ACoS will give you insight on the effectiveness of your ad spend, but it offers a limited scope when evaluating the overall performance of your Amazon business.
The goal of advertising is to grow your overall business and increase brand recognition. Shifting your focus to trends in TACOS will provide you with insights on how the actions you're taking are influencing your long term business goals.
What is TACoS?
TACoS stands for Total Advertising Cost of Sale. It provides insights on how your ad spend is impacting your total sales and indicates how heavily your business relies on advertising.
Ad spend/Total Sales * 100 = TACOS
It's important to keep an eye on your TACoS because your ad spend is part of the 'flywheel' impacting your overall and organic business. Your ad spend not only generates ad sales, but also improves visibility and sales rank, leading to better organic sales. (Think flywheel effect.)
If you're selling in a competitive category, such as Health & Beauty, TACoS should be the main metric for determining success, since ACoS in those categories are typically very high.
What's a good TACoS?
Measuring and understanding your TACoS is relative to your business objectives. If you are launching your brand or a lot of new products, you might see higher, or an increase in, TACoS due to an intentional investment in advertising.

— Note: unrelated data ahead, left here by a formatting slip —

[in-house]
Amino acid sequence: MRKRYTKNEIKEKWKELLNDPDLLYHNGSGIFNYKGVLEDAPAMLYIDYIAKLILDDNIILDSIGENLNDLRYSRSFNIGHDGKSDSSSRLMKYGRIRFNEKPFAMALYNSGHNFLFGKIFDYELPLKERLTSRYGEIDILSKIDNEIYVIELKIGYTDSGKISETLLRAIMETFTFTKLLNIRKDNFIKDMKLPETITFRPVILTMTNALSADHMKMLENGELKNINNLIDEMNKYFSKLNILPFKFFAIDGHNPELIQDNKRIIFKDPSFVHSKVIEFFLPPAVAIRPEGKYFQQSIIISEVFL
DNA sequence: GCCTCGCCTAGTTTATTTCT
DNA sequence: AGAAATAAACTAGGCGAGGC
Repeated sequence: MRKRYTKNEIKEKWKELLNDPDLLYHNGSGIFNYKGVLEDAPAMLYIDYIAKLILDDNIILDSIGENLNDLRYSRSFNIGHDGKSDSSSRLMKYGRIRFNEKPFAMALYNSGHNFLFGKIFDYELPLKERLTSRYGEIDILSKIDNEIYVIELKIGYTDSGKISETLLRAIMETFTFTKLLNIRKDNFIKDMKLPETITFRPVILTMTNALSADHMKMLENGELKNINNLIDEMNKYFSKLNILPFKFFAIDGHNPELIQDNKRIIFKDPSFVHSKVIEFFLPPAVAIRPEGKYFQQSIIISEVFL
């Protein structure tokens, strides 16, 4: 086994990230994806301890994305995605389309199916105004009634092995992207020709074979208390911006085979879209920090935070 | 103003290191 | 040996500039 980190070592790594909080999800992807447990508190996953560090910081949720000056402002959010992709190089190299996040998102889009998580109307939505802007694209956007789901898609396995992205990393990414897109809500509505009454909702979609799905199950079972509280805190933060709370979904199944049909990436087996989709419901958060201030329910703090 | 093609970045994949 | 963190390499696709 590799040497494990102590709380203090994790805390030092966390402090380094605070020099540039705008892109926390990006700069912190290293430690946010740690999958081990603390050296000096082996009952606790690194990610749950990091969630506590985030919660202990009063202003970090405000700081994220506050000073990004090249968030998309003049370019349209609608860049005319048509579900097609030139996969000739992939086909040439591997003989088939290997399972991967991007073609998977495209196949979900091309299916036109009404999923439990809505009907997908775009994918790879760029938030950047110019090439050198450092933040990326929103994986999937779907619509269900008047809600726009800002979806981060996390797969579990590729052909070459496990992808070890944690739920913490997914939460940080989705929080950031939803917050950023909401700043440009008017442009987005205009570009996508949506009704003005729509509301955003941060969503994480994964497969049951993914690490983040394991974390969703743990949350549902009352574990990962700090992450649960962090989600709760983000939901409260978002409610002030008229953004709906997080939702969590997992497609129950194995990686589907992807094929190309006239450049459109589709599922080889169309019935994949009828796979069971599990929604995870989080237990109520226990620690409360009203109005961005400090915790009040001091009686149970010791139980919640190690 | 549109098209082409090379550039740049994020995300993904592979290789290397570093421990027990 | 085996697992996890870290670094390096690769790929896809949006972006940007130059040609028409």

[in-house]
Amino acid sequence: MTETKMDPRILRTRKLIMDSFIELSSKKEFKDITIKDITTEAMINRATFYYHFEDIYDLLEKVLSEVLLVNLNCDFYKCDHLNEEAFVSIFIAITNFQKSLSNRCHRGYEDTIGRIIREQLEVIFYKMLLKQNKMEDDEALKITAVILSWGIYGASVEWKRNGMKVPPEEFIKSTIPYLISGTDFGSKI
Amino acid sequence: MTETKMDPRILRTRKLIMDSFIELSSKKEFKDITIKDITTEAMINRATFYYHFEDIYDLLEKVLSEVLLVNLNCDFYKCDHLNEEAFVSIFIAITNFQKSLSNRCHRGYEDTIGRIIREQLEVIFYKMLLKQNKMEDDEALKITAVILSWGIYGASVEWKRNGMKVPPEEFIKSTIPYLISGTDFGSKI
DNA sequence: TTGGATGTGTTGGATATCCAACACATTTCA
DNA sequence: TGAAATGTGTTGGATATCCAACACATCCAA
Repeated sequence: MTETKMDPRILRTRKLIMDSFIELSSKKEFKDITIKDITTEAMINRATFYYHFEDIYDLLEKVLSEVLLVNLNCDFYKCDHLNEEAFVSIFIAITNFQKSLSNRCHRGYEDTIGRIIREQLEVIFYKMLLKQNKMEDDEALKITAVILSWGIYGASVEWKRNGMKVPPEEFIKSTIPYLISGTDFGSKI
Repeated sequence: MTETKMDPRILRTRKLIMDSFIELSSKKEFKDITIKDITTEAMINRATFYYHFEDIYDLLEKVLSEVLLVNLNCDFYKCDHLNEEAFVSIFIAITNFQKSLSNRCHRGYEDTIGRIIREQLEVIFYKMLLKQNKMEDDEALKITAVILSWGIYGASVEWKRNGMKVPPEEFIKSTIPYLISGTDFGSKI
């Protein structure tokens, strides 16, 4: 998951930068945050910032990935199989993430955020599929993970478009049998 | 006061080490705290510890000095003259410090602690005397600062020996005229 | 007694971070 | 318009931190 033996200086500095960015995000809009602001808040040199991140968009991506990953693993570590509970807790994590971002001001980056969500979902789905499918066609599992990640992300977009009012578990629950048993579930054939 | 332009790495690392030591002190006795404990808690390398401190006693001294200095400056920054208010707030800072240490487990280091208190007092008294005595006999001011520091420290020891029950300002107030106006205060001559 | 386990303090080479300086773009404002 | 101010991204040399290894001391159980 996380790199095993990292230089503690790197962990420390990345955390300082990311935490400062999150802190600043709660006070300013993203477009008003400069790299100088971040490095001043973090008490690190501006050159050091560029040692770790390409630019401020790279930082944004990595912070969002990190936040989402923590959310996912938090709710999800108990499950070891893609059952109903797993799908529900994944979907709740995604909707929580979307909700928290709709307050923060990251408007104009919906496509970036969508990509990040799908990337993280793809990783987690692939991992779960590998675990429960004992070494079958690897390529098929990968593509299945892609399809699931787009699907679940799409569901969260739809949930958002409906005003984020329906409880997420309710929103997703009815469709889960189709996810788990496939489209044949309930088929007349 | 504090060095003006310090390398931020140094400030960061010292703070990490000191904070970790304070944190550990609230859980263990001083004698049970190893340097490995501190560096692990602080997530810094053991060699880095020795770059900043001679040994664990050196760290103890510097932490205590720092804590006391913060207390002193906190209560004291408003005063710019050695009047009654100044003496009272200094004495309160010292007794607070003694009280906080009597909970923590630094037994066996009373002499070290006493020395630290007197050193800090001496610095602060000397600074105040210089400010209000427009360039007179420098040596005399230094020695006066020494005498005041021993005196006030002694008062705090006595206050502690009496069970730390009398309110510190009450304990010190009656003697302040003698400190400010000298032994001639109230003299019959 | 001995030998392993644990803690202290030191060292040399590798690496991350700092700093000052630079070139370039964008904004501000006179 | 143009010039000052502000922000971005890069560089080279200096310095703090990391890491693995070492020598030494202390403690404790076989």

If most of your products are in the increasing sales or targeting profitability phase, you might see a lower ACoS. If you are aiming for profitability, then look for a TACoS that's below your average product margin.
Where do I see TACoS in Flywheel?
In Flywheel, we should TACoS at the account level and the product level.
View Account level TACoS on Home Page:
View SKU level TACoS on Product Metrics:
Identifying SKUs running at a high TACoS, for instance, over 40%, indicates you may be spending too much money advertising this product.
Sort TACoS from highest to lowest to identify opportunities to potentially reduce inefficient spend.
Be mindful of the relationship between ad spend and list price. If you just launched a product that sells for $12.99, you may accrue $14 of spend resulting in only 2 sales. While this is running at a high TACoS, based on where the product is in the lifecycle and relatively low spend, I would not find this metric to be concerning.
Example: SKU with high TACoS and low ad spend:
Caution: Be aware of 'same sku vs other sku' attribution. In some cases these SKUs may show as unprofitable, but they are actually responsible for the sale of other SKUs. If you see ad sales as higher than total sales, this is an indicator that the SKU is a loss leader. Download the 'Advertised Product' report in Campaign Manager (Seller Central) to see 'same sku vs other sku' attribution for each SKU.
A low TACoS could indicate high advertising efficiency or an opportunity to increase visibility. Typically the lower the TACoS, the better. However, if a product is being advertised and showing a 0% TACoS, this indicates that your ad is getting little or no visibility.
Make sure your ad is eligible for advertising, you have sufficient ad budget, you're targeting keywords relevant to your product and your bids fall in line with the average CPC for your category.
Using the Product Metrics Page: Tips for Identifying Opportunities